prototype cooling systemA liquid cooling system prototype designed, built, and tested at the University of Windsor is tested to validate computer simulations of fluid dynamics.

Partnership aims to improve cooling systems for electric motors

Improving the efficiency and power density of electric vehicle powertrain systems is the focus of a partnership between UWindsor researchers and a leading global automotive supplier.

Engineering professor Ram Balachandar will conduct a $326,000 project — in collaboration with mobility technology company Magna International, the largest automotive supplier in North America — that aims to improve cooling systems for electric motors and power electronics while reducing costs.

As temperatures rise inside the power electronic converters and electric motors, their peak power rating, operational efficiency, and power density are diminished.

“This necessitates the need for improved thermal management and packaging design of the inverters and motors keeping stringent automotive cost targets,” Dr. Balachandar says.

The first phase of the project included the development of an innovative, cost-effective liquid cooling solution for power electronics, which is being optimized for manufacturing and commercialization within Magna. The University and Magna have already co-filed patent applications for similar products through previous research projects and have established a partnership in the collaborative development of new technologies.

The second phase of the project will focus on developing novel turbulence enhancing stator, rotor, and power electronics cooling systems that include multiple liquids and unconventional designs with simple flow paths and mixers.

Researchers will use thermal analysis software to design, model, and optimize the cooling systems against data obtained from simulations and field tests conducted at Magna. The developed cooling systems will then be tested in UWindsor labs using real-vehicle conditions data provided by Magna.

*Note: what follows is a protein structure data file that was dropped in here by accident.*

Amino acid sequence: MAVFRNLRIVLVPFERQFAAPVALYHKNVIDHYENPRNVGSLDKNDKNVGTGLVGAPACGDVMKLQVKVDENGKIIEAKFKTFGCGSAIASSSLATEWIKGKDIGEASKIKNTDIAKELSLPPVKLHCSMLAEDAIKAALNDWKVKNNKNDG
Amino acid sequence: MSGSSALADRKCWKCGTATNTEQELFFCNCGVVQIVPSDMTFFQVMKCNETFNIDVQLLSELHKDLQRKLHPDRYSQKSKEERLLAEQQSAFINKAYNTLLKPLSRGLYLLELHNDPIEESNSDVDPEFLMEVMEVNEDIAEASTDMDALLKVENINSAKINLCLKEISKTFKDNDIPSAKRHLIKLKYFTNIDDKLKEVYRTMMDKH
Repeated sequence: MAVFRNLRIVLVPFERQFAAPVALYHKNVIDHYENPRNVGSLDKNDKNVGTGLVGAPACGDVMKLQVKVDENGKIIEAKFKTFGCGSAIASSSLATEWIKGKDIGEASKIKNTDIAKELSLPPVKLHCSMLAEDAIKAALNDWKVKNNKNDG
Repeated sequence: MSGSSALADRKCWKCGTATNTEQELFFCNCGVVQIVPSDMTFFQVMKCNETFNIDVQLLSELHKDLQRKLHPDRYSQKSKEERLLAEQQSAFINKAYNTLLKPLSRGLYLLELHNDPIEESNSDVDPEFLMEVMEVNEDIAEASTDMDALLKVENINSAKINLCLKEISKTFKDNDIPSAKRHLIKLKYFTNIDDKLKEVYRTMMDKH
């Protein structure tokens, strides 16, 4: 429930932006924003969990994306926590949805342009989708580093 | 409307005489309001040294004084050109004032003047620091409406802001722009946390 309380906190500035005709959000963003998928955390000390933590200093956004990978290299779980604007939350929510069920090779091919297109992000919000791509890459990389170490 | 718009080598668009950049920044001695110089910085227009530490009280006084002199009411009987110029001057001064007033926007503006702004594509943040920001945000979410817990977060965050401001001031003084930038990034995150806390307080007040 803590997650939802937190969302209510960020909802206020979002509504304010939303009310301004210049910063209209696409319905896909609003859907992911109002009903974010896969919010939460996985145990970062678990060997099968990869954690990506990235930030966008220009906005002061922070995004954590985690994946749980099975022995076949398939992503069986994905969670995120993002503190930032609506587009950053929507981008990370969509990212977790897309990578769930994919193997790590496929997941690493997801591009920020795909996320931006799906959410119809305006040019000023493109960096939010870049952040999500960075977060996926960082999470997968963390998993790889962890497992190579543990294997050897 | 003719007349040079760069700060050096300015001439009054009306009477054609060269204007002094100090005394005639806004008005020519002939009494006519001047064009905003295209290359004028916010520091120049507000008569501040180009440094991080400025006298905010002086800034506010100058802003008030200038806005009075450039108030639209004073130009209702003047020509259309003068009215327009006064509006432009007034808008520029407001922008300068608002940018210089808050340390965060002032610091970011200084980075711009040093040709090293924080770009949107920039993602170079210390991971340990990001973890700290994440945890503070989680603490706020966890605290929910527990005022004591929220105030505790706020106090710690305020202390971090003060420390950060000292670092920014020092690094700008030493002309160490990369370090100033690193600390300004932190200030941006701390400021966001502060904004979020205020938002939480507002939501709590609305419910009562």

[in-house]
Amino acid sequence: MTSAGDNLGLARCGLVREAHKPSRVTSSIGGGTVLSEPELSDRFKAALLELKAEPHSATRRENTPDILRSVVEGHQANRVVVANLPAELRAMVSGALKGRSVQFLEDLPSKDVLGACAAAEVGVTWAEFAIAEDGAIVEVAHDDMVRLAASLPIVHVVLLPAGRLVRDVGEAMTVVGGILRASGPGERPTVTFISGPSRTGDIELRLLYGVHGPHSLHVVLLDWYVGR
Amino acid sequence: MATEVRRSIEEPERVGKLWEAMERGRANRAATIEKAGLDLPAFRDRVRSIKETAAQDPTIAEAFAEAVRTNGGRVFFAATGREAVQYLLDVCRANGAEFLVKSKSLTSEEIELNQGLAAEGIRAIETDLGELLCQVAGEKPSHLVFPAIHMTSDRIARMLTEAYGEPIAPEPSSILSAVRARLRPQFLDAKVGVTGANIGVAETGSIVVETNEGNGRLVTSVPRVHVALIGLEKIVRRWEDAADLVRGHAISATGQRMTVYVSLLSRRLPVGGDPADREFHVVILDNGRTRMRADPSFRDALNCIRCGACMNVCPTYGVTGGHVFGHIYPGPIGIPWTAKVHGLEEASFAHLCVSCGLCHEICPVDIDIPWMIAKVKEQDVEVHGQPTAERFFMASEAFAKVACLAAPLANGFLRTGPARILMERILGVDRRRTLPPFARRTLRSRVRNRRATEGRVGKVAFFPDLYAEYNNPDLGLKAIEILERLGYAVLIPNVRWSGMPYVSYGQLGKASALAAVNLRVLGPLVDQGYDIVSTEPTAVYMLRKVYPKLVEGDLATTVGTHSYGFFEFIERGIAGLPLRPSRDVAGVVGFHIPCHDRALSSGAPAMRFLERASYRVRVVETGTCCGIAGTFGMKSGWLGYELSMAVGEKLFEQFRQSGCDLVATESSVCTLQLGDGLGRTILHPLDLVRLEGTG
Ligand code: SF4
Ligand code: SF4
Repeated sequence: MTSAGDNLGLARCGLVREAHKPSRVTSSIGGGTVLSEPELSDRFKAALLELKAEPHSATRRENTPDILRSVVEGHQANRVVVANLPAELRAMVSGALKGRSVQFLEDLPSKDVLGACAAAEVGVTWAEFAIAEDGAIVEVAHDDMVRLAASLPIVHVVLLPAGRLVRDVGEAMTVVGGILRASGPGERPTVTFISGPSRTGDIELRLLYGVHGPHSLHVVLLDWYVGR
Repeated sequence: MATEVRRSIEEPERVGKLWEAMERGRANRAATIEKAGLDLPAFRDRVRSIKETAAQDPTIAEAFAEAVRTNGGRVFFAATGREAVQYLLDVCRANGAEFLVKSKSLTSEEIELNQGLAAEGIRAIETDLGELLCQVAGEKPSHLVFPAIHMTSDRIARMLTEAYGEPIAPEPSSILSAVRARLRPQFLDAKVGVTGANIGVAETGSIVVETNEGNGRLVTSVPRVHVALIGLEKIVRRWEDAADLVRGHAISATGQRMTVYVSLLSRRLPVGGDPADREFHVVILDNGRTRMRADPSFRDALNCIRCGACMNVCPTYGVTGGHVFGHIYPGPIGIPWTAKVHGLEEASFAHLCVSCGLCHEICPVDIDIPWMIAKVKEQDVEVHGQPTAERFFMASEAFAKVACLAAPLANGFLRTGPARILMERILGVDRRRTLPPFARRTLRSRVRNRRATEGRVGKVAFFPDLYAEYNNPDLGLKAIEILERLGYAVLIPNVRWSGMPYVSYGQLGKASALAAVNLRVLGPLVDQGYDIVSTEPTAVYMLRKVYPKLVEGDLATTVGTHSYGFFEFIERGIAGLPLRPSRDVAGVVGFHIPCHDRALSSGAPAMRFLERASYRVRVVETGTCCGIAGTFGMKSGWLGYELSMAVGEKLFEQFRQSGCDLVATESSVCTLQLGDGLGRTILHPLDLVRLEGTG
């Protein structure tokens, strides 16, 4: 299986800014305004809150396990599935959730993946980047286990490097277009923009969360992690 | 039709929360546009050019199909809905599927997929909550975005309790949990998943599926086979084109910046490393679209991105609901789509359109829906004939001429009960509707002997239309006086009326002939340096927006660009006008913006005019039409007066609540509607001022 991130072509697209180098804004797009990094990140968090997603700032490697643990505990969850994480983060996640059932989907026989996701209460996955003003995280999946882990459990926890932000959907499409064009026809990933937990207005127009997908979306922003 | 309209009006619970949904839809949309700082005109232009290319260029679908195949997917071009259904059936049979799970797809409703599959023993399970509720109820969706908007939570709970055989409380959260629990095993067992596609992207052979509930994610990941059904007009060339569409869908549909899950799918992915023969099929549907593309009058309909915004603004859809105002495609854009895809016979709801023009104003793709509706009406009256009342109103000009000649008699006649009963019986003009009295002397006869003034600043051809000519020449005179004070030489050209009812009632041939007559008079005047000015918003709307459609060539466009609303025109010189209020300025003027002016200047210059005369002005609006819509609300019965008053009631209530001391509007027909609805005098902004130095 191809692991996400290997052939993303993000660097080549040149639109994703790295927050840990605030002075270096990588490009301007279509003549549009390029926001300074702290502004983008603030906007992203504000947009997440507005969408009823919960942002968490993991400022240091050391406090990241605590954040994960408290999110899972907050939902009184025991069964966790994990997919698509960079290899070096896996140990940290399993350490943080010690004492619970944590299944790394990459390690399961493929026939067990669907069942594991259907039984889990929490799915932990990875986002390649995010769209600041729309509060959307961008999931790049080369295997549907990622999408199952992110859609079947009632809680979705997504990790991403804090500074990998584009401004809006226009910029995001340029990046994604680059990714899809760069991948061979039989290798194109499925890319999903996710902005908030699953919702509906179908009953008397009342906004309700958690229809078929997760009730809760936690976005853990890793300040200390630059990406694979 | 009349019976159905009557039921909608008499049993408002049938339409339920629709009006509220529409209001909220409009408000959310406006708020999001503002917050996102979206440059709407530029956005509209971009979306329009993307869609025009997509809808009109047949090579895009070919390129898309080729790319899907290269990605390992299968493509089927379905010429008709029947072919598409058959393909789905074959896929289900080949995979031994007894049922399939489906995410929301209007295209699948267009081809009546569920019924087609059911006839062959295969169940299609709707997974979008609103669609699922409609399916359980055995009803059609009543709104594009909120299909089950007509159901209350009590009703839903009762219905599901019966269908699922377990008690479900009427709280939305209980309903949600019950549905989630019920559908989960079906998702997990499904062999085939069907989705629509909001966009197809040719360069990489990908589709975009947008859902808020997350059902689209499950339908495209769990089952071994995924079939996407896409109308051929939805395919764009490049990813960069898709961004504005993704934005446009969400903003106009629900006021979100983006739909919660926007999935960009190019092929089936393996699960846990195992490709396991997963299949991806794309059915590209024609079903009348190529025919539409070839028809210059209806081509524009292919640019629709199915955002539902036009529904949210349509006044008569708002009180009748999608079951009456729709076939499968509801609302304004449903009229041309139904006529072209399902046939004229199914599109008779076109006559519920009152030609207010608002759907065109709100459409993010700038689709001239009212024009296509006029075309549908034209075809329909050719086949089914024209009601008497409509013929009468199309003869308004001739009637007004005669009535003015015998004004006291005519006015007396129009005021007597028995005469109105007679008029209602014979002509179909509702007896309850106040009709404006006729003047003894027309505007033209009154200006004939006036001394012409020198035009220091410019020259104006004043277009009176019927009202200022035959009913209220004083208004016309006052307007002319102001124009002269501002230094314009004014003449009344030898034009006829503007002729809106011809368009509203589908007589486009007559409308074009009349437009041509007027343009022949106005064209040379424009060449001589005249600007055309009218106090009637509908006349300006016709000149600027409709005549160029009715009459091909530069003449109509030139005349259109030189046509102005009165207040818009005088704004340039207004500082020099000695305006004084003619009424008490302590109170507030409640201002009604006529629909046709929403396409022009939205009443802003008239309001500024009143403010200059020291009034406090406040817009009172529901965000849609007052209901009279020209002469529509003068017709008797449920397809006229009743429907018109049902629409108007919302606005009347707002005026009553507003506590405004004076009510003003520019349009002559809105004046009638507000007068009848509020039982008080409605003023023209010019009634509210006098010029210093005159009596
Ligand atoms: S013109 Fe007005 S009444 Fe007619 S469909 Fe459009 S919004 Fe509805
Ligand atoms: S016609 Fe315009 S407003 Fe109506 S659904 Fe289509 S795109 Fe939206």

“This thermal management system will increase the overall efficiency and reliability of the electric motor and associated electronics by ensuring operation at optimal temperatures during the various stages of the drive cycle,” Balachandar says. “This will eventually lead to increased driving range and safer operational life for electric vehicles.”

The project is funded by Magna and the Ontario Centres of Excellence Voucher for Innovation and Productivity (VIP) program, which supports partnerships between Ontario companies and post-secondary institutions to develop, implement, and commercialize technical innovations. Smart Computing for Innovation (SOCCIP) is providing approximately $26,000 in computation resources.

Balachandar points to market research that predicts the global electric vehicle motor market will grow steadily and post a compound annual growth rate of almost 23 per cent by 2021.

“This project will create significant knowledge that can be incorporated in Magna’s range of motors and power electronic systems as well as commercialization opportunities through the development of new-generation e-drive systems,” he says.

“Furthermore, employing technical and manufacturing expertise from the University of Windsor and Magna is expected to enable significant breakthroughs by bridging the gap between academia and industrial based research in the area of thermal management and packaging of e-drives.”

—Kristie Pearce

Academic Area: